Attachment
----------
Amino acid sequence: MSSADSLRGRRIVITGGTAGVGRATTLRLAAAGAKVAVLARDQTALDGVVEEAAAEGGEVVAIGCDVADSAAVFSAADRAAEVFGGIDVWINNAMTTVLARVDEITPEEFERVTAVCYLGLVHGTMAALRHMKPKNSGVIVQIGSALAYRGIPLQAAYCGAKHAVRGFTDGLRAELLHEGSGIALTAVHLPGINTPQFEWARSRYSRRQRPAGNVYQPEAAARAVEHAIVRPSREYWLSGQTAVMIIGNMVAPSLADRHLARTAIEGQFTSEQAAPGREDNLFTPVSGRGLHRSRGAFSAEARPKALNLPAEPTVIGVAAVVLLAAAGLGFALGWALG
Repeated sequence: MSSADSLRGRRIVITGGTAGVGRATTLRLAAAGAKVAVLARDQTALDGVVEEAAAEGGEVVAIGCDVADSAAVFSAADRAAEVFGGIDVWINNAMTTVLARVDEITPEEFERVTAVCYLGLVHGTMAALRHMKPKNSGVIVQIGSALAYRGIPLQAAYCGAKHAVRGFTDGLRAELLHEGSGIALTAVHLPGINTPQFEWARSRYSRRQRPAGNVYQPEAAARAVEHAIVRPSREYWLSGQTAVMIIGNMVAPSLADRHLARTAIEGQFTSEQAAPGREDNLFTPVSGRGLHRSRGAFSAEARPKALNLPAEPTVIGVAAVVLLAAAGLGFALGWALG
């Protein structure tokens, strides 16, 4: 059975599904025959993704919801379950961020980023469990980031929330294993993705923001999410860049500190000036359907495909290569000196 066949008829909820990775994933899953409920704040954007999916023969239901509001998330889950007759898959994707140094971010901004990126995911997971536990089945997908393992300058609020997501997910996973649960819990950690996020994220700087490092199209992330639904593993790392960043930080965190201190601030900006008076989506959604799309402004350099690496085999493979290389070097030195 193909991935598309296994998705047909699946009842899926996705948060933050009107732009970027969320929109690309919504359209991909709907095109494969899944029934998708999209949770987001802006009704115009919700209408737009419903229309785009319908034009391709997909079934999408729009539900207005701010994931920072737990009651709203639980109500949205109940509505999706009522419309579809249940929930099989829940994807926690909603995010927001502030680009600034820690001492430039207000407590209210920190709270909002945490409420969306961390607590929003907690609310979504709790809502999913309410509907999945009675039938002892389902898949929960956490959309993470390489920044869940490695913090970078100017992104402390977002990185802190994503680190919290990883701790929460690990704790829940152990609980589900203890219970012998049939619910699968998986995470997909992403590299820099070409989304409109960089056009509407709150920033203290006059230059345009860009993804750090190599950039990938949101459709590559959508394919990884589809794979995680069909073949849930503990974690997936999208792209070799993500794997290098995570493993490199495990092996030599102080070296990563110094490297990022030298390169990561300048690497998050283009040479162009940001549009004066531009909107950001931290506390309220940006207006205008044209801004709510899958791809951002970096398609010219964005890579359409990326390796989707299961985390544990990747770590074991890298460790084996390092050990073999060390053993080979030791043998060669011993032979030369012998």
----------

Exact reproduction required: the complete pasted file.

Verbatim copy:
Amino acid sequence: MSSADSLRGRRIVITGGTAGVGRATTLRLAAAGAKVAVLARDQTALDGVVEEAAAEGGEVVAIGCDVADSAAVFSAADRAAEVFGGIDVWINNAMTTVLARVDEITPEEFERVTAVCYLGLVHGTMAALRHMKPKNSGVIVQIGSALAYRGIPLQAAYCGAKHAVRGFTDGLRAELLHEGSGIALTAVHLPGINTPQFEWARSRYSRRQRPAGNVYQPEAAARAVEHAIVRPSREYWLSGQTAVMIIGNMVAPSLADRHLARTAIEGQFTSEQAAPGREDNLFTPVSGRGLHRSRGAFSAEARPKALNLPAEPTVIGVAAVVLLAAAGLGFALGWALG
Repeated sequence: MSSADSLRGRRIVITGGTAGVGRATTLRLAAAGAKVAVLARDQTALDGVVEEAAAEGGEVVAIGCDVADSAAVFSAADRAAEVFGGIDVWINNAMTTVLARVDEITPEEFERVTAVCYLGLVHGTMAALRHMKPKNSGVIVQIGSALAYRGIPLQAAYCGAKHAVRGFTDGLRAELLHEGSGIALTAVHLPGINTPQFEWARSRYSRRQRPAGNVYQPEAAARAVEHAIVRPSREYWLSGQTAVMIIGNMVAPSLADRHLARTAIEGQFTSEQAAPGREDNLFTPVSGRGLHRSRGAFSAEARPKALNLPAEPTVIGVAAVVLLAAAGLGFALGWALG
């Protein structure tokens, strides 16, 4: 059975599904025959993704919801379950961020980023469990980031929330294993993705923001999410860049500190000036359907495909290569000196 066949008829909820990775994933899953409920704040954007999916023969239901509001998330889950007759898959994707140094971010901004990126995911997971536990089945997908393992300058609020997501997910996973649960819990950690996020994220700087490092199209992330639904593993790392960043930080965190201190601030900006008076989506959604799309402004350099690496085999493979290389070097030195 193909991935598309296994998705047909699946009842899926996705948060933050009107732009970027969320929109690309919504359209991909709907095109494969899944029934998708999209949770987001802006009704115009919700209408737009419903229309785009319908034009391709997909079934999408729009539900207005701010994931920072737990009651709203639980109500949205109940509505999706009522419309579809249940929930099989829940994807926690909603995010927001502030680009600034820690001492430039207000407590209210920190709270909002945490409420969306961390607590929003907690609310979504709790809502999913309410509907999945009675039938002892389902898949929960956490959309993470390489920044869940490695913090970078100017992104402390977002990185802190994503680190919290990883701790929460690990704790829940152990609980589900203890219970012998049939619910699968998986995470997909992403590299820099070409989304409109960089056009509407709150920033203290006059230059345009860009993804750090190599950039990938949101459709590559959508394919990884589809794979995680069909073949849930503990974690997936999208792209070799993500794997290098995570493993490199495990092996030599102080070296990563110094490297990022030298390169990561300048690497998050283009040479162009940001549009004066531009909107950001931290506390309220940006207006205008044209801004709510899958791809951002970096398609010219964005890579359409990326390796989707299961985390544990990747770590074991890298460790084996390092050990073999060390053993080979030791043998060669011993032979030369012998």